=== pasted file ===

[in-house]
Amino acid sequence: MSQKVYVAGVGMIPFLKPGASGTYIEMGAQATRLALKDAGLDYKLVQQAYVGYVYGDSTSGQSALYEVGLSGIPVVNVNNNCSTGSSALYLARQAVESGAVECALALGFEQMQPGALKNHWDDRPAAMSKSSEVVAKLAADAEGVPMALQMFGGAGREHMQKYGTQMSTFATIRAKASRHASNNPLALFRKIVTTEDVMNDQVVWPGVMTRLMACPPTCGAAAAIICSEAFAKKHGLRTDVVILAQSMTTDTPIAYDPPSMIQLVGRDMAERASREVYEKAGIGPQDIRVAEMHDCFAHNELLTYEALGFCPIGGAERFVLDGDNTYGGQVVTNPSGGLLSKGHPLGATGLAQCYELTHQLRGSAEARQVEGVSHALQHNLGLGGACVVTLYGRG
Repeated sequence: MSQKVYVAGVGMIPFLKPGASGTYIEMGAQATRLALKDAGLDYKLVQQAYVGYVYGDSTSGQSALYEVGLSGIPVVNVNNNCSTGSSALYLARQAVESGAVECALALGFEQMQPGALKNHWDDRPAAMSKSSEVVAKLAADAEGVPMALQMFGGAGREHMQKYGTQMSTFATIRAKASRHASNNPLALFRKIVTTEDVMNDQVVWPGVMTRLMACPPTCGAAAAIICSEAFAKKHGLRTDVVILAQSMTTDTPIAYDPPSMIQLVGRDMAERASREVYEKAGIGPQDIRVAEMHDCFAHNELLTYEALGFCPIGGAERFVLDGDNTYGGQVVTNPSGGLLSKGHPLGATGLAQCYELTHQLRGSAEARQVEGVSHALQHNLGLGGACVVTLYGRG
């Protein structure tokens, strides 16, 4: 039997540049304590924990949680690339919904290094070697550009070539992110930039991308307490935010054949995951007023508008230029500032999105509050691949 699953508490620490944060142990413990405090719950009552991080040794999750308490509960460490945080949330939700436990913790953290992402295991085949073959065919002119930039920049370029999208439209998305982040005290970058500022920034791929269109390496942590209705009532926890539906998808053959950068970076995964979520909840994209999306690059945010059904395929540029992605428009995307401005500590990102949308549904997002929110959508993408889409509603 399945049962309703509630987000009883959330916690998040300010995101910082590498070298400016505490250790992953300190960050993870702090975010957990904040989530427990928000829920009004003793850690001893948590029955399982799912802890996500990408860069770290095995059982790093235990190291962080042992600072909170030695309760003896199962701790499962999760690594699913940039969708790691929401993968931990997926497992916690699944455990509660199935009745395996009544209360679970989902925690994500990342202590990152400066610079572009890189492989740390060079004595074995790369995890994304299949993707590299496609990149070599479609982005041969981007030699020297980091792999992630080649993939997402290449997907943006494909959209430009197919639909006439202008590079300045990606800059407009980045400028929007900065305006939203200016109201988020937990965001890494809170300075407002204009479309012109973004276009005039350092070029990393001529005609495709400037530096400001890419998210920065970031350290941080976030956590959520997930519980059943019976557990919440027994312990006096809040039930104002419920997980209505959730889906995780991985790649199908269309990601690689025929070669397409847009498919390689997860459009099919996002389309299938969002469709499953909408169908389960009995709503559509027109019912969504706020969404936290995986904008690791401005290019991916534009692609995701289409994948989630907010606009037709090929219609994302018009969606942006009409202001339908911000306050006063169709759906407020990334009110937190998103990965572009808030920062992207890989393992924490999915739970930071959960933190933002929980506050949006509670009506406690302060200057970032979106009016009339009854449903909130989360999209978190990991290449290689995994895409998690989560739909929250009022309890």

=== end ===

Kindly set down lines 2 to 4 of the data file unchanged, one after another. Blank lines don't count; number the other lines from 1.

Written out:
Amino acid sequence: MSQKVYVAGVGMIPFLKPGASGTYIEMGAQATRLALKDAGLDYKLVQQAYVGYVYGDSTSGQSALYEVGLSGIPVVNVNNNCSTGSSALYLARQAVESGAVECALALGFEQMQPGALKNHWDDRPAAMSKSSEVVAKLAADAEGVPMALQMFGGAGREHMQKYGTQMSTFATIRAKASRHASNNPLALFRKIVTTEDVMNDQVVWPGVMTRLMACPPTCGAAAAIICSEAFAKKHGLRTDVVILAQSMTTDTPIAYDPPSMIQLVGRDMAERASREVYEKAGIGPQDIRVAEMHDCFAHNELLTYEALGFCPIGGAERFVLDGDNTYGGQVVTNPSGGLLSKGHPLGATGLAQCYELTHQLRGSAEARQVEGVSHALQHNLGLGGACVVTLYGRG
Repeated sequence: MSQKVYVAGVGMIPFLKPGASGTYIEMGAQATRLALKDAGLDYKLVQQAYVGYVYGDSTSGQSALYEVGLSGIPVVNVNNNCSTGSSALYLARQAVESGAVECALALGFEQMQPGALKNHWDDRPAAMSKSSEVVAKLAADAEGVPMALQMFGGAGREHMQKYGTQMSTFATIRAKASRHASNNPLALFRKIVTTEDVMNDQVVWPGVMTRLMACPPTCGAAAAIICSEAFAKKHGLRTDVVILAQSMTTDTPIAYDPPSMIQLVGRDMAERASREVYEKAGIGPQDIRVAEMHDCFAHNELLTYEALGFCPIGGAERFVLDGDNTYGGQVVTNPSGGLLSKGHPLGATGLAQCYELTHQLRGSAEARQVEGVSHALQHNLGLGGACVVTLYGRG
């Protein structure tokens, strides 16, 4: 039997540049304590924990949680690339919904290094070697550009070539992110930039991308307490935010054949995951007023508008230029500032999105509050691949 699953508490620490944060142990413990405090719950009552991080040794999750308490509960460490945080949330939700436990913790953290992402295991085949073959065919002119930039920049370029999208439209998305982040005290970058500022920034791929269109390496942590209705009532926890539906998808053959950068970076995964979520909840994209999306690059945010059904395929540029992605428009995307401005500590990102949308549904997002929110959508993408889409509603 399945049962309703509630987000009883959330916690998040300010995101910082590498070298400016505490250790992953300190960050993870702090975010957990904040989530427990928000829920009004003793850690001893948590029955399982799912802890996500990408860069770290095995059982790093235990190291962080042992600072909170030695309760003896199962701790499962999760690594699913940039969708790691929401993968931990997926497992916690699944455990509660199935009745395996009544209360679970989902925690994500990342202590990152400066610079572009890189492989740390060079004595074995790369995890994304299949993707590299496609990149070599479609982005041969981007030699020297980091792999992630080649993939997402290449997907943006494909959209430009197919639909006439202008590079300045990606800059407009980045400028929007900065305006939203200016109201988020937990965001890494809170300075407002204009479309012109973004276009005039350092070029990393001529005609495709400037530096400001890419998210920065970031350290941080976030956590959520997930519980059943019976557990919440027994312990006096809040039930104002419920997980209505959730889906995780991985790649199908269309990601690689025929070669397409847009498919390689997860459009099919996002389309299938969002469709499953909408169908389960009995709503559509027109019912969504706020969404936290995986904008690791401005290019991916534009692609995701289409994948989630907010606009037709090929219609994302018009969606942006009409202001339908911000306050006063169709759906407020990334009110937190998103990965572009808030920062992207890989393992924490999915739970930071959960933190933002929980506050949006509670009506406690302060200057970032979106009016009339009854449903909130989360999209978190990991290449290689995994895409998690989560739909929250009022309890």